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Did you know Bertha whistles while she works?

Bertha the tunnel boring machine is considered one of the biggest and most powerful pieces of mining technology to ever be released. But, ever wonder what she sounds like when she’s digging? (WSDOT)

Whistling while you work takes on a new meaning for one of the world’s largest tunnel boring machines. While Bertha is churning and grinding deep under downtown Seattle, she also sings.

Related: Live updates during viaduct closure

It’s a tune akin to an ice cream truck — a 57-foot high ice cream truck that weighs 7,000 tons.

Manufacturer Hitachi-Zosen pre-programmed the melody into the machine before shipping it from Osaka, Japan. It’s played every time Bertha turns on and starts mining. It lets the 33 workers — all dedicated specifically to keep Bertha going — as well as the rest of the crews in the tunnel, know that drilling is back on.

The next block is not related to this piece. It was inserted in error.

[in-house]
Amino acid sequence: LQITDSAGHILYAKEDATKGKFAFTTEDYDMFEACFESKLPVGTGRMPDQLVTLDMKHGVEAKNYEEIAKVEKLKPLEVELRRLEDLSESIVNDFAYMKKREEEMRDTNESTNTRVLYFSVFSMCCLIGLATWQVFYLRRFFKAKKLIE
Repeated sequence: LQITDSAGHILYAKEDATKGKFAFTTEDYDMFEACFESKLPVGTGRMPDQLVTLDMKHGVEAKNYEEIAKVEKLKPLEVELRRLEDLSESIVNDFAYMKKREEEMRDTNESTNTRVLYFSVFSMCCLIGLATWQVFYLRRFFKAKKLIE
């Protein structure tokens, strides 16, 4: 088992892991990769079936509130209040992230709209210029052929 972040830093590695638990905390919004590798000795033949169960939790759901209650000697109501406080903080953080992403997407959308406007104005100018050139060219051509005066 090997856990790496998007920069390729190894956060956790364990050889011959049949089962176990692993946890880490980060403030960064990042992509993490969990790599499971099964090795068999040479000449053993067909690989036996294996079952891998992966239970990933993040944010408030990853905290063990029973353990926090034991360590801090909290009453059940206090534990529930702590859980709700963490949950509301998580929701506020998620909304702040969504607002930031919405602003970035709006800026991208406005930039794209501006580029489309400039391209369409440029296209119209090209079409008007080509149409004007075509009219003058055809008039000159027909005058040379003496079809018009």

Seattle’s Alaskan Way Viaduct closed at 12:01 a.m. Friday. The night crew will do testing and maintenance checks on Bertha before the morning crew turns the machine on and starts the push to mine 385 feet forward, under Highway 99. Then, mining will continue 24 hours a day for about two weeks or until that section of tunnel is completed.

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